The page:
Known as the legendary lens manufactured by Leica, the M-series wide-angle lens was designed for digital cameras and it was first released in 1955. Then, it had a screw mount but it’s been upgraded now with Leica M mount which can focus as close as 3 feet. What makes this camera lens perfect is the “symmetric” optics of six elements in its four groups and the classic vignetting which makes it so appealing. Another option for Leica SL shooters is the traditional SL 24-90mm f/2.8-4 ASPH. This wide angle lens for landscape photography has whopping 18 elements in six individual moving groups. With four aspherical lens elements, you will understand why this lens is so unique. Out of the 18 elements, eleven were produced with glass which Leica calls anomalous partial dispersion. The idea is that using glass in the production of the elements will reduce chromatic aberrations during use. The SL 24-90mm f/2.8-4 ASPH is more expensive than the Summaron-M 28, f/5.6.
AF-S NIKKOR 24-70mm f/2.8E ED VR
The AF-S NIKKOR 24-70mm f/2.8E ED VR by Nikon came out as an upgrade to the venerable zoom and it beams with the latest features available to any lens anywhere. This new and improved AF-S NIKKOR 24-70mm comes with four stops of image stabilization that allows the photographer to shoot without using a tripod and the littlest of noises possible. This camera lens is also perfect for shooting at night and on shooting moving objects. You will also find the electromagnetic aperture for eliminating certain items in the frame for a consistent aperture during bursts.
Samyang 14mm Ultra Wide-Angle f/2.8 IF ED UMC Manual Focus Lens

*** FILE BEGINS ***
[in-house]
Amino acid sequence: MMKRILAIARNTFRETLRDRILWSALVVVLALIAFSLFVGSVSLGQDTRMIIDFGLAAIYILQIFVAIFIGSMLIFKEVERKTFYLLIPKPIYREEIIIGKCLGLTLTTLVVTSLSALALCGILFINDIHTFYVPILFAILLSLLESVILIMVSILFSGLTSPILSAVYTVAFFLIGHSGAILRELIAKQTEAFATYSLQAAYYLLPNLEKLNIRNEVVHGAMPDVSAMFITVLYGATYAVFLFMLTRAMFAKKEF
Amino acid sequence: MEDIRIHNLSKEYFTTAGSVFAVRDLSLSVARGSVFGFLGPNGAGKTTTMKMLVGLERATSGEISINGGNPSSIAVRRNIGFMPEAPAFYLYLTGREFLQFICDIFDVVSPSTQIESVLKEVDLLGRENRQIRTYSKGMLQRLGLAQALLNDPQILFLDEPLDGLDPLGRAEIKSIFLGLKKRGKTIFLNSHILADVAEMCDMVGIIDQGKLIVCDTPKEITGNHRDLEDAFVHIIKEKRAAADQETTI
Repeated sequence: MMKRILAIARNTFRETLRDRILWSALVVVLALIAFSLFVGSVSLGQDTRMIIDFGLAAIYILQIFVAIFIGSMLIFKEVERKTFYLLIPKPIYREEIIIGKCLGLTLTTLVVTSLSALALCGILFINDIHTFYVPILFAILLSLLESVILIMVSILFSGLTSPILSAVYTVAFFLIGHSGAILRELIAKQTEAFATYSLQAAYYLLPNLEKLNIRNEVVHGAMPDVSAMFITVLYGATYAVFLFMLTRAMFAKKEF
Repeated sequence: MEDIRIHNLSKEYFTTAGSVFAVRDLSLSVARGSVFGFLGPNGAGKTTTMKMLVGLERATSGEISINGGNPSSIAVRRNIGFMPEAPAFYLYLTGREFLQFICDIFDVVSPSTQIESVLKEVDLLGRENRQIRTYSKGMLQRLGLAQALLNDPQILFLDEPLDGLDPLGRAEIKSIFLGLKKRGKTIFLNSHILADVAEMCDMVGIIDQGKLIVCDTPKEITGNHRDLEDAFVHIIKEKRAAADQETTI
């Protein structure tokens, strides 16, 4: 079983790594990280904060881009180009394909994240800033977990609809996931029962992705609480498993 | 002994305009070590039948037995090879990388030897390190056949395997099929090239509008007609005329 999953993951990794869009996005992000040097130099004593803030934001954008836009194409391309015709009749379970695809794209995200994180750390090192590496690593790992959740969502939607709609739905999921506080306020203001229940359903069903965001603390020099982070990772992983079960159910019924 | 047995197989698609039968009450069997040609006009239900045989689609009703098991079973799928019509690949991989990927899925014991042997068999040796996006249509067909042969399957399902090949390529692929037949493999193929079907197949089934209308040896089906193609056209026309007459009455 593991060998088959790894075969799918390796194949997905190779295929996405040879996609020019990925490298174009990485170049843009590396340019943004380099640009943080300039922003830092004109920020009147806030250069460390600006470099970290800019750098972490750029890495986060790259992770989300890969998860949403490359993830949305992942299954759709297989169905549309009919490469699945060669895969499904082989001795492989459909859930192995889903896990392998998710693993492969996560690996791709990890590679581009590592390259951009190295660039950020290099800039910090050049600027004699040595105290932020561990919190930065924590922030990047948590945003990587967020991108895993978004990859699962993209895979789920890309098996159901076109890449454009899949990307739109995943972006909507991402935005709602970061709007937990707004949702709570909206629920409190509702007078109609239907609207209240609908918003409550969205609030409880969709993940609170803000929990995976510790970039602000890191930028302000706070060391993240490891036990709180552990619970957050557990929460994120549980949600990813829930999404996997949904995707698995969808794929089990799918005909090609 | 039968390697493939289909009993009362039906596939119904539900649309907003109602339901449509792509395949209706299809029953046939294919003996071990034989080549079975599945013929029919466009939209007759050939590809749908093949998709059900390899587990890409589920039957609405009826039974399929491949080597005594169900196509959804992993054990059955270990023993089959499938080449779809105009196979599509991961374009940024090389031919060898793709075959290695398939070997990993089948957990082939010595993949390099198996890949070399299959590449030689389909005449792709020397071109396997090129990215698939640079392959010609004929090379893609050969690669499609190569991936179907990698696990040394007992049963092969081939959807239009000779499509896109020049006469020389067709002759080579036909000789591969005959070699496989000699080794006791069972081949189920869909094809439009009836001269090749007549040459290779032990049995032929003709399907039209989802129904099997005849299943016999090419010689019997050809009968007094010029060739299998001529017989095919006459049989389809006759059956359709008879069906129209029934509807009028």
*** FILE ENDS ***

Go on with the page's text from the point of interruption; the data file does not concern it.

Well suited for use on Nikon cameras, this ultra wide lens is well suited for shooting landscapes as it allows you to easily fit a large part of any scene in the landscape into a frame. With this wide angled lens for landscape photography, you won’t have to worry about cropping your pictures when shooting in areas wider than the average landscape. This wide angle lens can capture a wide view, as much as the 115-degree view when paired with a full-frame digital camera. Other high tech features that are infused into its setup includes a Focus Confirm Chip for optimizing the auto white balance feature of the lens. This ultra-wide 14mm lens has an approximately 90-degree angle of view strictly for ultra-dramatic shots and it has glass aspherical lens built into the body for taking high definition images. You will definitely notice a change in the quality of images you take when you switch to the Samyang 14mm f/2.8.
Canon EF 70-200mm f/4L USM
The Canon EF 70-200mm f/4L USM known for its portability and maximum aperture (f/4) is a great wide angle lens for landscape photographers that are often on the move. It also comes with a polarizing filter that allows you to shoot in extreme lighting conditions. The best part is that this filter is detachable. Portable and easy to use – there is so much convenience built into the Canon EF 70-200mm f/4L USM lens. It is dust, moisture, and water resistant. The motor is ultrasonic and this makes it easy to use on fast moving objects and other fleeting moments like a full view of a mountain through the clouds in the sky. According to camera, the Canon EF 70-200mm f/4L USM Lens will bring smiles to your face. Images from this lens come with great color. You will definitely enjoy how the 8-blade aperture opens to a constant f/4 at the designated focal length ranges available. This is a feature that has is admired by users as the exposure settings don’t need to be changed as the lens is zoomed through the focal lengths.
You won’t get ghosting with this lens as it has super spectra coating that nips it in the bud and reduces flaring at the same time. With a full-time manual override, the Canon EF 70-200mm f/4L USM is excellent for wide angle shooting and will make an excellent buy.